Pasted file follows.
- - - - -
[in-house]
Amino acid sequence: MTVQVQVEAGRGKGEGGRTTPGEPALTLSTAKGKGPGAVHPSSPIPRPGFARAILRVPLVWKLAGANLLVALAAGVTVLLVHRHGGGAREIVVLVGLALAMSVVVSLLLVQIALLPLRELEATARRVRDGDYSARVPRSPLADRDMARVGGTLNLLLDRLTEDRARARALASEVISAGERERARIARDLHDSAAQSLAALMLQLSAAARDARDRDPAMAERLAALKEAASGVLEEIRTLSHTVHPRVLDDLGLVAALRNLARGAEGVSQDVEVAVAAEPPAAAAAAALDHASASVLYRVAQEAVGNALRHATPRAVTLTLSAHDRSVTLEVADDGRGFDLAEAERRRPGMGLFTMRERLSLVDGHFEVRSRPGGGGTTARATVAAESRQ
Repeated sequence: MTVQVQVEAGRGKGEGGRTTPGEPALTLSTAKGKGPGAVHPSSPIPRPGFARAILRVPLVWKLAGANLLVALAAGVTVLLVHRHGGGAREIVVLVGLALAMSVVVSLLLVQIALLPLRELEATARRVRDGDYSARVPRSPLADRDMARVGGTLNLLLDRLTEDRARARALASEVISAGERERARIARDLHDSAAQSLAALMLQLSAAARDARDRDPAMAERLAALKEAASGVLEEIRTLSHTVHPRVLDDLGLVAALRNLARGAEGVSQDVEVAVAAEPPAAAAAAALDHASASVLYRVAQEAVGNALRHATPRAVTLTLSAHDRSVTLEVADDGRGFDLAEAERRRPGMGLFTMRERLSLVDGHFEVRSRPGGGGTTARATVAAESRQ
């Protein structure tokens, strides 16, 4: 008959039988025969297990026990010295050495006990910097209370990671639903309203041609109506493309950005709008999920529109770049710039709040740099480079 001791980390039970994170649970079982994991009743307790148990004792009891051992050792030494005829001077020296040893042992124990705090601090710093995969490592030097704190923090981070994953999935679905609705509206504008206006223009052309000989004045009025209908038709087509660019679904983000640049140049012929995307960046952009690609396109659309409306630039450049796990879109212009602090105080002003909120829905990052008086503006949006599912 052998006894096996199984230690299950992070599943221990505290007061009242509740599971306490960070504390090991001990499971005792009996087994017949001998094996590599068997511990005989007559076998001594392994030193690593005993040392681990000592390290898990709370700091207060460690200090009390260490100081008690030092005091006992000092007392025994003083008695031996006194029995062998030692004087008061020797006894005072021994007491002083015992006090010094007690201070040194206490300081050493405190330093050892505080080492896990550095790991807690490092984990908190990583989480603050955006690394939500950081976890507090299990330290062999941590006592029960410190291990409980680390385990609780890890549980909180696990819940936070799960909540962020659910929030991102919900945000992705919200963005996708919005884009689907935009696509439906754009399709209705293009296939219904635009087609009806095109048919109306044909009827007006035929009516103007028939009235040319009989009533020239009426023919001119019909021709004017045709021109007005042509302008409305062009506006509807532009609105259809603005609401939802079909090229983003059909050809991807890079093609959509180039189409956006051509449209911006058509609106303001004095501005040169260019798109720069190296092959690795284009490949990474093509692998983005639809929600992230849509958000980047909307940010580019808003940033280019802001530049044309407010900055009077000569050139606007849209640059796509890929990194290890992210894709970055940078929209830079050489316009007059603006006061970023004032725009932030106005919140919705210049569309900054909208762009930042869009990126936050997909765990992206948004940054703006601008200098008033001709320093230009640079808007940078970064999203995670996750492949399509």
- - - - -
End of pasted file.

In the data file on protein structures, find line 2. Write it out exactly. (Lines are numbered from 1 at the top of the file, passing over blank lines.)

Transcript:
Amino acid sequence: MTVQVQVEAGRGKGEGGRTTPGEPALTLSTAKGKGPGAVHPSSPIPRPGFARAILRVPLVWKLAGANLLVALAAGVTVLLVHRHGGGAREIVVLVGLALAMSVVVSLLLVQIALLPLRELEATARRVRDGDYSARVPRSPLADRDMARVGGTLNLLLDRLTEDRARARALASEVISAGERERARIARDLHDSAAQSLAALMLQLSAAARDARDRDPAMAERLAALKEAASGVLEEIRTLSHTVHPRVLDDLGLVAALRNLARGAEGVSQDVEVAVAAEPPAAAAAAALDHASASVLYRVAQEAVGNALRHATPRAVTLTLSAHDRSVTLEVADDGRGFDLAEAERRRPGMGLFTMRERLSLVDGHFEVRSRPGGGGTTARATVAAESRQ